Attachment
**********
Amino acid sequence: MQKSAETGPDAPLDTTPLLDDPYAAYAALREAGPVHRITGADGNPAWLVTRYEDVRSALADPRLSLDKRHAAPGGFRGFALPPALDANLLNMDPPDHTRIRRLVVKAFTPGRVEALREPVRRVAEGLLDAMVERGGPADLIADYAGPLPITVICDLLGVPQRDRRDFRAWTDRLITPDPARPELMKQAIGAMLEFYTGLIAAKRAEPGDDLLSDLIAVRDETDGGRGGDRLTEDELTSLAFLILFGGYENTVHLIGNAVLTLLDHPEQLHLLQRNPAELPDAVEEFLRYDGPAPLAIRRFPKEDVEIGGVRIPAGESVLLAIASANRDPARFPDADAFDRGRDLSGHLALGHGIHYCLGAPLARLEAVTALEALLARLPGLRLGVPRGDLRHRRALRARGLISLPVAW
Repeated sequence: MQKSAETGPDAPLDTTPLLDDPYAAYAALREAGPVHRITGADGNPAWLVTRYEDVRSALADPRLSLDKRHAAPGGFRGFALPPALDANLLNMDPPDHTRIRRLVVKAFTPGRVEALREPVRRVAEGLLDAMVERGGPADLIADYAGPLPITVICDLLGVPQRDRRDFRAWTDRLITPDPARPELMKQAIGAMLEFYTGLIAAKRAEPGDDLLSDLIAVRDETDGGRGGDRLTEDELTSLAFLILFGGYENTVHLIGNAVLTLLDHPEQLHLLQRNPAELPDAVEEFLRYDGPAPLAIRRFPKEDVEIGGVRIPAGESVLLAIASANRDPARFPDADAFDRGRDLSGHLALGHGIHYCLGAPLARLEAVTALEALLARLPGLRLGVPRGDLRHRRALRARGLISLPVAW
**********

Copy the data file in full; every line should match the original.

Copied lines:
Amino acid sequence: MQKSAETGPDAPLDTTPLLDDPYAAYAALREAGPVHRITGADGNPAWLVTRYEDVRSALADPRLSLDKRHAAPGGFRGFALPPALDANLLNMDPPDHTRIRRLVVKAFTPGRVEALREPVRRVAEGLLDAMVERGGPADLIADYAGPLPITVICDLLGVPQRDRRDFRAWTDRLITPDPARPELMKQAIGAMLEFYTGLIAAKRAEPGDDLLSDLIAVRDETDGGRGGDRLTEDELTSLAFLILFGGYENTVHLIGNAVLTLLDHPEQLHLLQRNPAELPDAVEEFLRYDGPAPLAIRRFPKEDVEIGGVRIPAGESVLLAIASANRDPARFPDADAFDRGRDLSGHLALGHGIHYCLGAPLARLEAVTALEALLARLPGLRLGVPRGDLRHRRALRARGLISLPVAW
Repeated sequence: MQKSAETGPDAPLDTTPLLDDPYAAYAALREAGPVHRITGADGNPAWLVTRYEDVRSALADPRLSLDKRHAAPGGFRGFALPPALDANLLNMDPPDHTRIRRLVVKAFTPGRVEALREPVRRVAEGLLDAMVERGGPADLIADYAGPLPITVICDLLGVPQRDRRDFRAWTDRLITPDPARPELMKQAIGAMLEFYTGLIAAKRAEPGDDLLSDLIAVRDETDGGRGGDRLTEDELTSLAFLILFGGYENTVHLIGNAVLTLLDHPEQLHLLQRNPAELPDAVEEFLRYDGPAPLAIRRFPKEDVEIGGVRIPAGESVLLAIASANRDPARFPDADAFDRGRDLSGHLALGHGIHYCLGAPLARLEAVTALEALLARLPGLRLGVPRGDLRHRRALRARGLISLPVAW